Human Rights Victory for Christian British Airways Employee

The European Court of Human Rights has ruled that a British Airways employee suffered discrimination at work over her Christian beliefs.

EHCR Judges ruled that the rights of Nadia Eweida, a Coptic Christian from Twickenham, had been violated under Article 9 of the European Convention on Human Rights.

Along with 3 others, she took her case to the European Court of Human Rights after she was banned from displaying her white gold cross at work by BA.

Although she remains a British Airways employee  Ms Eweida did not attend work for a period of time in 2006 while an internal appeal was held into her refusal to remove her cross. The Equality Act 2010 "encourages employers to embrace diversity - including people of faith” and BA had already altered its uniform code, prior to the tribunal, to allow symbols of faith, including crosses.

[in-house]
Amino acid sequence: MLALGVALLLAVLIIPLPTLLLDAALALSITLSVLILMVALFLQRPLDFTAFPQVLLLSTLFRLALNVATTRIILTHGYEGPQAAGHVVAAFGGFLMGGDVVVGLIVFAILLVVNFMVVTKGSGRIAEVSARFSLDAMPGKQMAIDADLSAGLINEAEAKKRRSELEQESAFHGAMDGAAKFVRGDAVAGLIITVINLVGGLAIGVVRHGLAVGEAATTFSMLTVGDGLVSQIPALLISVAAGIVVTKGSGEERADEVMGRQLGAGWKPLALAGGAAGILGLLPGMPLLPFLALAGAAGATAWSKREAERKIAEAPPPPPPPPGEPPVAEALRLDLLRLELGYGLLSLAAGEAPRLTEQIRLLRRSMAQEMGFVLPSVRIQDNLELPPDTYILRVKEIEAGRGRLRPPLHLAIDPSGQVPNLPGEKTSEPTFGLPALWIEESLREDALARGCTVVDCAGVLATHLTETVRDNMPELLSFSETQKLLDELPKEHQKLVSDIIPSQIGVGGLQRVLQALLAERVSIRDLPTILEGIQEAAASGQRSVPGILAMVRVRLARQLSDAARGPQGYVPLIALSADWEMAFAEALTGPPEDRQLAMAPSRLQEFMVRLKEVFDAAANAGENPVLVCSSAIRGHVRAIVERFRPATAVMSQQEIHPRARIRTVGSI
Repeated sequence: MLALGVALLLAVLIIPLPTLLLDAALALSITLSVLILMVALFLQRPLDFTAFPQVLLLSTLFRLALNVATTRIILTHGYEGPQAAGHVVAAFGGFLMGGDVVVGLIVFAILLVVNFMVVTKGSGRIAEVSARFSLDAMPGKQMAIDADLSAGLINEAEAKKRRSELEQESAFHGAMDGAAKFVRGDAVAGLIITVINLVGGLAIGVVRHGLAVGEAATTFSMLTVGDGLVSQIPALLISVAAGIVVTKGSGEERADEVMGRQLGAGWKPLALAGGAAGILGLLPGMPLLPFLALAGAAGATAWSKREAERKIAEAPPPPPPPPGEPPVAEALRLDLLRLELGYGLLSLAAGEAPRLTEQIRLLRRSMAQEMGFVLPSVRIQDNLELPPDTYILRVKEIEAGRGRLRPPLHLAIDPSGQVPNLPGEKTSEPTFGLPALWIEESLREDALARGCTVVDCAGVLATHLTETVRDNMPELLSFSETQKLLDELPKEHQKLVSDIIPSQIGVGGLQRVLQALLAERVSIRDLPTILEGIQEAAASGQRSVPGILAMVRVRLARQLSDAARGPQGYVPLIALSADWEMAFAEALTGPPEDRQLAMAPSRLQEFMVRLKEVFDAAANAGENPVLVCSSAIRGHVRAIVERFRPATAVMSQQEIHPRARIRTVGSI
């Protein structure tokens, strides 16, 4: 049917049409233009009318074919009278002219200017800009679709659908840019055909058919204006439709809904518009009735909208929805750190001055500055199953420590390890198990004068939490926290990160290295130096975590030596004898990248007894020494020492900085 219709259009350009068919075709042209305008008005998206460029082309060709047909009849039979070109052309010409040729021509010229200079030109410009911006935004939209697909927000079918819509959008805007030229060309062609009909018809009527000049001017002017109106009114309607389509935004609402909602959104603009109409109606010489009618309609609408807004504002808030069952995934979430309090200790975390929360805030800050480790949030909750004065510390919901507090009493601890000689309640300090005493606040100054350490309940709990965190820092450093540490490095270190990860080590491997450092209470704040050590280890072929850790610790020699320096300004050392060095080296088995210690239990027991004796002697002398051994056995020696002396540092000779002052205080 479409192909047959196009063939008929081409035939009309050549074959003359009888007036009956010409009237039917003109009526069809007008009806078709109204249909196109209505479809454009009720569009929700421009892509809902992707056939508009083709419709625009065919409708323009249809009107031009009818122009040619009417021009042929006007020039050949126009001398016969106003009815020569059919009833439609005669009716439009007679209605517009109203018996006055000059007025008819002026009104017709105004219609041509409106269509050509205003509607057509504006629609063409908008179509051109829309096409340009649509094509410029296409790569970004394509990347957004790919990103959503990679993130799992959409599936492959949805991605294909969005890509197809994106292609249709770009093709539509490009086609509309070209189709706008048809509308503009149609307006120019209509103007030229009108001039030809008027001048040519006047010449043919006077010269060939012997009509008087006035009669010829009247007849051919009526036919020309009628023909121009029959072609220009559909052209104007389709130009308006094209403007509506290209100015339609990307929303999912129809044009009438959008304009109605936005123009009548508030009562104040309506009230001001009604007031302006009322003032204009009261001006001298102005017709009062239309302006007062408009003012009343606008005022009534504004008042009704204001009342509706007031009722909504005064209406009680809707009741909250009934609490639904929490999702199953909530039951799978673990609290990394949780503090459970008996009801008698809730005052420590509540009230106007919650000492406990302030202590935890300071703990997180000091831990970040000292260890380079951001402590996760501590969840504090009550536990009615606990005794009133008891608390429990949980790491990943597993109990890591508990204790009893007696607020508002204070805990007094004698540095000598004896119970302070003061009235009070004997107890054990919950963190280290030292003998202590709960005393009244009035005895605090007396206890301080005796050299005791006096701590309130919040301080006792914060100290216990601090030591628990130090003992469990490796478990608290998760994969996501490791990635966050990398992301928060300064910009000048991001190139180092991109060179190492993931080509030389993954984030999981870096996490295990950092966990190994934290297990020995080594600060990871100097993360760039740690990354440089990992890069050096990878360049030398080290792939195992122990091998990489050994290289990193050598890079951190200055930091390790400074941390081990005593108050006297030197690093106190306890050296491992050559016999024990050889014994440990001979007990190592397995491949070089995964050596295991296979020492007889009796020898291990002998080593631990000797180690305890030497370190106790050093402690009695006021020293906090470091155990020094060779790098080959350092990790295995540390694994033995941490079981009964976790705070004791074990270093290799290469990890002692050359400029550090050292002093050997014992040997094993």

The Judges ruled that the rights of three other Christians had not been violated by their employers. However, in the case of Shirley Chaplin, from Exeter, who was transferred to a desk job by Royal Devon and Exeter NHS Trust Hospital for failing to remove a confirmation crucifix on a small chain, which she had worn to work for 30 years the Court held that the importance of her being permitted to manifest her religion must weigh heavily in the balance. However, the reason for asking her to remove the cross, the protection of health and safety on a hospital ward, was more important and the interference was necessary in a democratic society and there was no breach of her Article 9 rights.

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The Court held that the domestic courts accorded too much weight to British Airways' desire to project a certain image.

Ms Eweida's cross was discreet, and there was no evidence that the wearing of items such as turbans and hijabs, by other employees, had any negative impact on British Airways' brand. In the circumstances, the State had breached its obligations under Article 9 in failing to protect Ms Eweida's rights.

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